The forgotten American homeless
CBS’s 60 Minutes showed a heartbreaking story last night that described several homeless families with children in Florida. The segment, entitled “Hard Times Generation: Families living in cars” (embedded above), detailed families living at the absolute edge of economic survival as they slept in their cars, in hotel rooms and with neighbors. In a deflating economy with few available jobs, they are the invisible underbelly. Big kudos to 60 Minutes for bringing their plight to our attention.
In 1933, a freshly inaugurated Franklin D. Roosevelt addressed a paralyzed nation with the following words:
More important, a host of unemployed citizens face the grim problem of existence, and an equally great number toil with little return. Only a foolish optimist can deny the dark realities of the moment.
Yet our distress comes from no failure of substance. We are stricken by no plague of locusts. Compared with the perils which our forefathers conquered because they believed and were not afraid, we have still much to be thankful for.
By global standards, America is very rich, but we need to ask if our priorities are in the right place. In June 2011 the Florida Council on Homelessness issued their annual report to the governor and legislature. They reported (page 3):
Floridians face a short-term crisis today, and need our help now.
*49,117 school-aged children were identified as homeless in the 2009-2010 school year in our state; this indicates a 19% increase from 2008-2009.
*Florida has the third highest number of homeless persons by state in our country, with over 58,000 persons homeless on any given day
*12,240 military veterans were homeless in Florida in 2009, ranking Florida second in the country for the number of homeless veterans.
Generally, support for the homeless is funded at the local and state levels. These funds are distributed as grants to non-profit organizations who provide direct services. Funding has always lagged need, especially as the economy has continued to stagnate. The Florida Council on Homelessness reported that a total of $300 million was spent in 2010, with about $85 million of that coming from federal grants. But the state of Florida only allocated $8.4 million to staff the Department of Children and Families Homelessness program (page 22) and make pass-through grants to local organizations.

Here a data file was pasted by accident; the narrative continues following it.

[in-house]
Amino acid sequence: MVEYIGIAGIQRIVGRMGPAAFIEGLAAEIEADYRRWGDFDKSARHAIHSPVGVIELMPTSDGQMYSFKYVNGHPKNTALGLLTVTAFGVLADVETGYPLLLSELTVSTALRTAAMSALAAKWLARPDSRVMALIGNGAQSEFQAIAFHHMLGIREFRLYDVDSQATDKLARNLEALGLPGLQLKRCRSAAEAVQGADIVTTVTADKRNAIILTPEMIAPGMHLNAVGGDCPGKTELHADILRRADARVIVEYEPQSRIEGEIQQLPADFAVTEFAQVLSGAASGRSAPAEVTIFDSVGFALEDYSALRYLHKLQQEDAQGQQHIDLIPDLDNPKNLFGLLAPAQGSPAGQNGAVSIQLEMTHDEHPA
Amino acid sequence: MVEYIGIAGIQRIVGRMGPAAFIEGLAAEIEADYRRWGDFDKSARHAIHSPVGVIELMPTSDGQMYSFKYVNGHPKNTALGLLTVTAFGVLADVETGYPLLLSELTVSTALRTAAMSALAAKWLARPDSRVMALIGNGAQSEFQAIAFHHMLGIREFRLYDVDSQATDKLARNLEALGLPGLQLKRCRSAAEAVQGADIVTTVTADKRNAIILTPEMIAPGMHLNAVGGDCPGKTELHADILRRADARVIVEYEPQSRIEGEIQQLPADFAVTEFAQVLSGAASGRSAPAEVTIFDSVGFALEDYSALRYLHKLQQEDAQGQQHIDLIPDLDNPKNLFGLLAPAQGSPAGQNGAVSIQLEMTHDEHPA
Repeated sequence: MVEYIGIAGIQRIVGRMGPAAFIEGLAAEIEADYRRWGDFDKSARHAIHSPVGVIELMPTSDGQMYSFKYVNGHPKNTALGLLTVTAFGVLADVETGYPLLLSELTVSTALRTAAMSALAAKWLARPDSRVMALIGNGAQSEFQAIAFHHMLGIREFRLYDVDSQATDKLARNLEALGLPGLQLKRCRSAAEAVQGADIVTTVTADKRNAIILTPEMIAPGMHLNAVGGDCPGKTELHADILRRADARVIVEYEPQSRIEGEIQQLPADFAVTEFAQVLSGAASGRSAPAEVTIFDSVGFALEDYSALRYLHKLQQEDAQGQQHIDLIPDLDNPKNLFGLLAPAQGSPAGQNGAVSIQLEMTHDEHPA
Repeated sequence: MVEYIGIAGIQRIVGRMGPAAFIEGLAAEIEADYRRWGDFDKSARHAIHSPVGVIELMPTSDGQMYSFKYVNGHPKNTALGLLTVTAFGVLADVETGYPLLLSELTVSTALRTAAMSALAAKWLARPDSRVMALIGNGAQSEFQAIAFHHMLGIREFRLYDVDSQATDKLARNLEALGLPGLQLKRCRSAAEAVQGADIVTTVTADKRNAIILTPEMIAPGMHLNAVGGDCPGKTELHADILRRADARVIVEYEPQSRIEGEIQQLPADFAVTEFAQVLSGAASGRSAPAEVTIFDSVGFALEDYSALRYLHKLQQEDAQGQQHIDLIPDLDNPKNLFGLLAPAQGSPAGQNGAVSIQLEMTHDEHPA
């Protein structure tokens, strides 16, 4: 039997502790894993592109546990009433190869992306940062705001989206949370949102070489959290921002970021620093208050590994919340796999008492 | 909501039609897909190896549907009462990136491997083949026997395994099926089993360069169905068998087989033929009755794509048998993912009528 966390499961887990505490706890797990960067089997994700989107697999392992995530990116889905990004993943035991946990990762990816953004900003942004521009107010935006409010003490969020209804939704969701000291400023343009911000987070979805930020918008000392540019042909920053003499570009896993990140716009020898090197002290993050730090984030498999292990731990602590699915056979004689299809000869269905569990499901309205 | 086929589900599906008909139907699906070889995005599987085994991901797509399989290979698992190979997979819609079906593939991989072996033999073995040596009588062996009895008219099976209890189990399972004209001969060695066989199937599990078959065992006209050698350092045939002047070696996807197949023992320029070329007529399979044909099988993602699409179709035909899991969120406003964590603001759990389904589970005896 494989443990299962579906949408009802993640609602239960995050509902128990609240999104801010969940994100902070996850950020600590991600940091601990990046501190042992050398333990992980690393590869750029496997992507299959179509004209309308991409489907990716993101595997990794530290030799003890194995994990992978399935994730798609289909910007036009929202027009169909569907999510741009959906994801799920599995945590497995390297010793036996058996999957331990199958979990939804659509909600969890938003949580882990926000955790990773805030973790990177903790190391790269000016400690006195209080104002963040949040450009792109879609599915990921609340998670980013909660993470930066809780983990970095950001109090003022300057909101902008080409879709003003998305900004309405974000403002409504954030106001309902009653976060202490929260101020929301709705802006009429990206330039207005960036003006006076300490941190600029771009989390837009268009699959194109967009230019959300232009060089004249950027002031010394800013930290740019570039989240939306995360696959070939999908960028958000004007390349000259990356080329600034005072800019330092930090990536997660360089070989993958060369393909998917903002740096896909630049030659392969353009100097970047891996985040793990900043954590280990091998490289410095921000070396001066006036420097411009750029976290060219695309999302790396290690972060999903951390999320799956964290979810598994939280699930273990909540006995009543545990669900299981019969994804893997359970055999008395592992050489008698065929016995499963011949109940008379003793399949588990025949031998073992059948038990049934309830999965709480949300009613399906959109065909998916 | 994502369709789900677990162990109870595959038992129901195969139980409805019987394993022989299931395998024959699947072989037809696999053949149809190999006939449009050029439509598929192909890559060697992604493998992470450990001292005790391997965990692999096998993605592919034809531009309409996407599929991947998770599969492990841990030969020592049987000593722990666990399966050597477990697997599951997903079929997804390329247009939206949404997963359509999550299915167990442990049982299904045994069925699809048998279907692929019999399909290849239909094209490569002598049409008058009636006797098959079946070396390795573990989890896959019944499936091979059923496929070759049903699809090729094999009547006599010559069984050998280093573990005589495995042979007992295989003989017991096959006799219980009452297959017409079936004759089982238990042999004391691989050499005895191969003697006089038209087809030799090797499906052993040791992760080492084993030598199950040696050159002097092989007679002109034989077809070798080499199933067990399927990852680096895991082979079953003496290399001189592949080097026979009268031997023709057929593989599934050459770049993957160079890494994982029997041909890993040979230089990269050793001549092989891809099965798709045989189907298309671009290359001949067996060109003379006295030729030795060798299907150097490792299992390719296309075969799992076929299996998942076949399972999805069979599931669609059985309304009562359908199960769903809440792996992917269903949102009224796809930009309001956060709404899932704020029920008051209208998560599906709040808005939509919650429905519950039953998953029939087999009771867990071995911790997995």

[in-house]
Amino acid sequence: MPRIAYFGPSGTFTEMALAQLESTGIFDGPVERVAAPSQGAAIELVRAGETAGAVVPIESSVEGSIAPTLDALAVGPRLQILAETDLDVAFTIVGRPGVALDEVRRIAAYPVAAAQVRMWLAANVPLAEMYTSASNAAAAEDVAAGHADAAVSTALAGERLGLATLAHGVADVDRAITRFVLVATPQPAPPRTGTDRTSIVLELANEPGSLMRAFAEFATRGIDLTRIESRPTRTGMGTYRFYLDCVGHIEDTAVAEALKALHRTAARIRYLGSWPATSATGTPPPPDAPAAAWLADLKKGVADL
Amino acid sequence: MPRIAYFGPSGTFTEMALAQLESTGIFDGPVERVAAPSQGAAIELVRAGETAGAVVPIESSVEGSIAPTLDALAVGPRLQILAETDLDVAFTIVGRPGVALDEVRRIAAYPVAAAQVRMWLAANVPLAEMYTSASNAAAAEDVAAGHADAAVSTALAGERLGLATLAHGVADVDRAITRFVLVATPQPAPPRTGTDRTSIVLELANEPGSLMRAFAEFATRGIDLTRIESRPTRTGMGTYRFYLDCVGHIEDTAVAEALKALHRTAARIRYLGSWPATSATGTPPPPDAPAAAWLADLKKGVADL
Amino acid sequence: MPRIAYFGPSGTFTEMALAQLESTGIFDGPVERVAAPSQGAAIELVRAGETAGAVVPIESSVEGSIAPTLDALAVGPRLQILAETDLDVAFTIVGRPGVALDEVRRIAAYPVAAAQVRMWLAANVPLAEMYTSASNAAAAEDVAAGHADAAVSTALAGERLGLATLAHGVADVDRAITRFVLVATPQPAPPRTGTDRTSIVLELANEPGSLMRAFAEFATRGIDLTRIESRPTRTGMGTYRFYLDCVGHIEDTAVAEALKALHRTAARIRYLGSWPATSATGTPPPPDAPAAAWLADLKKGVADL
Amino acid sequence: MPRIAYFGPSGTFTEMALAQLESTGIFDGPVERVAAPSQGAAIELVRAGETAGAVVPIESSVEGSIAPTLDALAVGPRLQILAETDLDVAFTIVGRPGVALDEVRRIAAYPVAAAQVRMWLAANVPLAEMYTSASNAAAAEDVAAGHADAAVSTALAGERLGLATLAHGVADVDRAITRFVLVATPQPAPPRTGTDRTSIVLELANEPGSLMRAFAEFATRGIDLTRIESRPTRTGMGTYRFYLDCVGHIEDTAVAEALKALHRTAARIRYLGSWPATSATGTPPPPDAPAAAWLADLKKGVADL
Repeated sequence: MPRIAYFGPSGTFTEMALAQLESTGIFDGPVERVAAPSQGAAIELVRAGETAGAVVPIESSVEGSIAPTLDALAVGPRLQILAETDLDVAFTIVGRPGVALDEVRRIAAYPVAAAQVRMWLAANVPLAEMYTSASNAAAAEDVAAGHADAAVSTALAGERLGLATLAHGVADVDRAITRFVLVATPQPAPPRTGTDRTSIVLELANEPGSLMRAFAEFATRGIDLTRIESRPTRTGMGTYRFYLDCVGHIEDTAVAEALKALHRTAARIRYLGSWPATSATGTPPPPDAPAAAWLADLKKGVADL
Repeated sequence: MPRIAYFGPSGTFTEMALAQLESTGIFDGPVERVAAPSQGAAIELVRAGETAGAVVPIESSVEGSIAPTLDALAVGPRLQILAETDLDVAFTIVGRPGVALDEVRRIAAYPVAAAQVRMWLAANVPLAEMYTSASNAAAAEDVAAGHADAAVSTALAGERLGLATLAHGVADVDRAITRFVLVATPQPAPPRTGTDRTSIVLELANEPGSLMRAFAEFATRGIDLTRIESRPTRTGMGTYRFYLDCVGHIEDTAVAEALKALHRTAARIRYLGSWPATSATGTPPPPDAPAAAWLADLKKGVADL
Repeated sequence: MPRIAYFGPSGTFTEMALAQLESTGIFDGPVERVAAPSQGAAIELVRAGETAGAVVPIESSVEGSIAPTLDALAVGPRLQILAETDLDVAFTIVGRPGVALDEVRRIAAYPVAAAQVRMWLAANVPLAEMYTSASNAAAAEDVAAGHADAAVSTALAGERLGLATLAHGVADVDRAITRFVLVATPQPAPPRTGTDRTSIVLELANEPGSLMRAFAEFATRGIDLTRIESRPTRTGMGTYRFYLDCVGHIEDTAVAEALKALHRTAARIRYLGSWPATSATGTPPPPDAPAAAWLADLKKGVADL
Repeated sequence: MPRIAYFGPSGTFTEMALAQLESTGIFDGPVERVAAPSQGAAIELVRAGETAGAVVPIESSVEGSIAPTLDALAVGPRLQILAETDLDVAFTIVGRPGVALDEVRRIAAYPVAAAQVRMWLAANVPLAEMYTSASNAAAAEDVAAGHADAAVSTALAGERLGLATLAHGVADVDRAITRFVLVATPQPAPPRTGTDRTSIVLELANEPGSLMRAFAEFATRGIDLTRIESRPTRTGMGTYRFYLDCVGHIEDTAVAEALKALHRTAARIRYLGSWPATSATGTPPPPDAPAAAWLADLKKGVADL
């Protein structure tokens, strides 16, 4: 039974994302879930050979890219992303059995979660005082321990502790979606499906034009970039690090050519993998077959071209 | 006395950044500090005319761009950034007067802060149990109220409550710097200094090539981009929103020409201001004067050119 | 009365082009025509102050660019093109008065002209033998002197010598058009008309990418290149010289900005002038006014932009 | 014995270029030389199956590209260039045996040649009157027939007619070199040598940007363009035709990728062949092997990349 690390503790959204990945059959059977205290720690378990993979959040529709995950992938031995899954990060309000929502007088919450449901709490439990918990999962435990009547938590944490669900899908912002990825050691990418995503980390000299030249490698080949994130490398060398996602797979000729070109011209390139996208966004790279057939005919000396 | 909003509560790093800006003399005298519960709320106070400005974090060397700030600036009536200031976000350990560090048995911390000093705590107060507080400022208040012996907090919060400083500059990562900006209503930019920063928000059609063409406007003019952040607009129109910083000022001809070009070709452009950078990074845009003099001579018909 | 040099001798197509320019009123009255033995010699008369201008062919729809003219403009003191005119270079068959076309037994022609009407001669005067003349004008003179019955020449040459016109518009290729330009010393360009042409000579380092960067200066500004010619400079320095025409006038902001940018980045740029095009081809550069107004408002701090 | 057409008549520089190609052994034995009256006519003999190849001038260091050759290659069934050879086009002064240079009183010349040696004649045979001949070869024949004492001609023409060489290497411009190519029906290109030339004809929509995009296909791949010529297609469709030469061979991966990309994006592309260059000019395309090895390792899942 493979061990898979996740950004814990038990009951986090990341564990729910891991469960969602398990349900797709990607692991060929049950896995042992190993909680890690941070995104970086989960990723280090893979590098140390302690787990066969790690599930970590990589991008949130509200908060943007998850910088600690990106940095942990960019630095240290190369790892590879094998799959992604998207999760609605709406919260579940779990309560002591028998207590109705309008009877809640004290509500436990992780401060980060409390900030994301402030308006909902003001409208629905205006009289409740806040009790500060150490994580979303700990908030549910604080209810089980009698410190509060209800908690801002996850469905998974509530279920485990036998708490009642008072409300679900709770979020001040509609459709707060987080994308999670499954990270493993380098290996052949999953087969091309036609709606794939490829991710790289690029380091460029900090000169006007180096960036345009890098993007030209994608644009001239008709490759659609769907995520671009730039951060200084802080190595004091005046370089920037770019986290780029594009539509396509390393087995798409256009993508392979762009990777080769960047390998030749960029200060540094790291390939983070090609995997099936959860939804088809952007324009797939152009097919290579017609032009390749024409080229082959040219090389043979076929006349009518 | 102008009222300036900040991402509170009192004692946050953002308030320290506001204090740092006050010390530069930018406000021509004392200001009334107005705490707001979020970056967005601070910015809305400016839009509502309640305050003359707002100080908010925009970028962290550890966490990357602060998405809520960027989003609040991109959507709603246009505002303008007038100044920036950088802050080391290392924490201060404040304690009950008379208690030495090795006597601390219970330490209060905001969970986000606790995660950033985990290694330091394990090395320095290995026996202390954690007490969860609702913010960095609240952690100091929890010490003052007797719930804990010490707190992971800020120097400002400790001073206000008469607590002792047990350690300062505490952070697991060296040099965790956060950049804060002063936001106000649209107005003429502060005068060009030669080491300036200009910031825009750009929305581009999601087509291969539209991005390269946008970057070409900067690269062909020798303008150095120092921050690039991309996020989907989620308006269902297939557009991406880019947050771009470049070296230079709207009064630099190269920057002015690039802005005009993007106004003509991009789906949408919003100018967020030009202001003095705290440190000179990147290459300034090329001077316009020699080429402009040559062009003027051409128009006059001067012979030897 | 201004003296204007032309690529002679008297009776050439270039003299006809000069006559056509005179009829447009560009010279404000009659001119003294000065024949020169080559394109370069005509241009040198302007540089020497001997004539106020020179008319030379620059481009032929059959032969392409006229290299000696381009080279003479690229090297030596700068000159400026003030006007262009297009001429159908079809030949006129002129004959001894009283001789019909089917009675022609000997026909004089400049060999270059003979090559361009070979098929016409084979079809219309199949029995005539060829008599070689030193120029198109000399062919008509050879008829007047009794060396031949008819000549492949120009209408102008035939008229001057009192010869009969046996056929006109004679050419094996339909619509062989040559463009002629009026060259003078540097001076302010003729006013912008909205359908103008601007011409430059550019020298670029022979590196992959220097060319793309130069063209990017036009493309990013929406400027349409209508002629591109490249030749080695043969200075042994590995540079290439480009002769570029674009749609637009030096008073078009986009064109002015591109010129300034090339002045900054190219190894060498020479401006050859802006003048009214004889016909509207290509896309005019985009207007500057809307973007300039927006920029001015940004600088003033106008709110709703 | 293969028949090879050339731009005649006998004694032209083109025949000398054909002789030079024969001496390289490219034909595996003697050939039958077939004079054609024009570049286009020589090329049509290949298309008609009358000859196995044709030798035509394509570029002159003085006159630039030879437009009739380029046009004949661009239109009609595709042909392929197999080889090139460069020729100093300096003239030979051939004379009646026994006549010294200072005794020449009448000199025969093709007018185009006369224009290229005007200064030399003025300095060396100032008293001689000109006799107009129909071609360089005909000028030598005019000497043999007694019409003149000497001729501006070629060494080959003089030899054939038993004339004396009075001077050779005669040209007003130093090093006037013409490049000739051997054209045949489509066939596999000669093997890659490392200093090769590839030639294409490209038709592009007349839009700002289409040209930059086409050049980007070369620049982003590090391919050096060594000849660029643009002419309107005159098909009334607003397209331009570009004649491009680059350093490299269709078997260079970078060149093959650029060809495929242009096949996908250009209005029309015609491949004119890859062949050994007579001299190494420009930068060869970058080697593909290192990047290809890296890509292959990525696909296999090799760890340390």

The state of Florida has a budget of $70 billion, of which approximately one-third is passed through from the federal government, mainly for Medicaid. In contrast to the state’s $8 million for the homeless, Florida spent $692 million on prisons in 2011. The homeless don’t seem to be a priority at the national level either. For example the Obama administration has requested roughly $3.2 billion in foreign aid for Afghanistan in fiscal year 2012, on top of whatever the war costs the Defense Department.
Governments are spending heavily, and I’m not sure they have chosen the most important priorities on which to spend our tax dollars. After seeing the 60 Minutes report Americans are surely wondering why we can’t provide for our own people. It’s an important question as more and more families slip off the economic tightrope.